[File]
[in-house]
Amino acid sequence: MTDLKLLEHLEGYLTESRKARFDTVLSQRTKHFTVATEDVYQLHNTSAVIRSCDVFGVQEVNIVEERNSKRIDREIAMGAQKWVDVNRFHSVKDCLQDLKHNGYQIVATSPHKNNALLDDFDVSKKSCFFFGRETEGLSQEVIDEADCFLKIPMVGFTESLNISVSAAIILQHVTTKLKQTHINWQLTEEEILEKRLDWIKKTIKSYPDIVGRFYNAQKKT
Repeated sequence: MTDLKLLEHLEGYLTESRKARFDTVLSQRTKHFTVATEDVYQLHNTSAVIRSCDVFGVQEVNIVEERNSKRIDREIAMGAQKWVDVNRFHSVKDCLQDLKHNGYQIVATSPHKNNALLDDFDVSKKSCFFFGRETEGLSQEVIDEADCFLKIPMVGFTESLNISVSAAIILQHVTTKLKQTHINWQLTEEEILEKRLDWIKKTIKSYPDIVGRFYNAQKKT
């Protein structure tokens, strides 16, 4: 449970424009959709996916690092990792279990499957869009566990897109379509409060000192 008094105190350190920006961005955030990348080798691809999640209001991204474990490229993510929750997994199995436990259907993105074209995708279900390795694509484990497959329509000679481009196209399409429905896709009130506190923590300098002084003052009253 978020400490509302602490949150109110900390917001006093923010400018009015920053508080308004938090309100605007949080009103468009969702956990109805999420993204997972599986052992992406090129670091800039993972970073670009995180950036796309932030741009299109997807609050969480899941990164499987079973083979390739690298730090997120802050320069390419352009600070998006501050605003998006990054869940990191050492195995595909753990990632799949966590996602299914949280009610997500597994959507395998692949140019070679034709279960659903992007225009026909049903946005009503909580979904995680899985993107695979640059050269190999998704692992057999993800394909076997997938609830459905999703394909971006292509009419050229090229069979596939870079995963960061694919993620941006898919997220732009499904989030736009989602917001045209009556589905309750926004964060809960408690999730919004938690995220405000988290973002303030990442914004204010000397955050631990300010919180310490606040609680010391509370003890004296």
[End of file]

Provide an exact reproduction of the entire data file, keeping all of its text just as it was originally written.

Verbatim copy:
[in-house]
Amino acid sequence: MTDLKLLEHLEGYLTESRKARFDTVLSQRTKHFTVATEDVYQLHNTSAVIRSCDVFGVQEVNIVEERNSKRIDREIAMGAQKWVDVNRFHSVKDCLQDLKHNGYQIVATSPHKNNALLDDFDVSKKSCFFFGRETEGLSQEVIDEADCFLKIPMVGFTESLNISVSAAIILQHVTTKLKQTHINWQLTEEEILEKRLDWIKKTIKSYPDIVGRFYNAQKKT
Repeated sequence: MTDLKLLEHLEGYLTESRKARFDTVLSQRTKHFTVATEDVYQLHNTSAVIRSCDVFGVQEVNIVEERNSKRIDREIAMGAQKWVDVNRFHSVKDCLQDLKHNGYQIVATSPHKNNALLDDFDVSKKSCFFFGRETEGLSQEVIDEADCFLKIPMVGFTESLNISVSAAIILQHVTTKLKQTHINWQLTEEEILEKRLDWIKKTIKSYPDIVGRFYNAQKKT
């Protein structure tokens, strides 16, 4: 449970424009959709996916690092990792279990499957869009566990897109379509409060000192 008094105190350190920006961005955030990348080798691809999640209001991204474990490229993510929750997994199995436990259907993105074209995708279900390795694509484990497959329509000679481009196209399409429905896709009130506190923590300098002084003052009253 978020400490509302602490949150109110900390917001006093923010400018009015920053508080308004938090309100605007949080009103468009969702956990109805999420993204997972599986052992992406090129670091800039993972970073670009995180950036796309932030741009299109997807609050969480899941990164499987079973083979390739690298730090997120802050320069390419352009600070998006501050605003998006990054869940990191050492195995595909753990990632799949966590996602299914949280009610997500597994959507395998692949140019070679034709279960659903992007225009026909049903946005009503909580979904995680899985993107695979640059050269190999998704692992057999993800394909076997997938609830459905999703394909971006292509009419050229090229069979596939870079995963960061694919993620941006898919997220732009499904989030736009989602917001045209009556589905309750926004964060809960408690999730919004938690995220405000988290973002303030990442914004204010000397955050631990300010919180310490606040609680010391509370003890004296």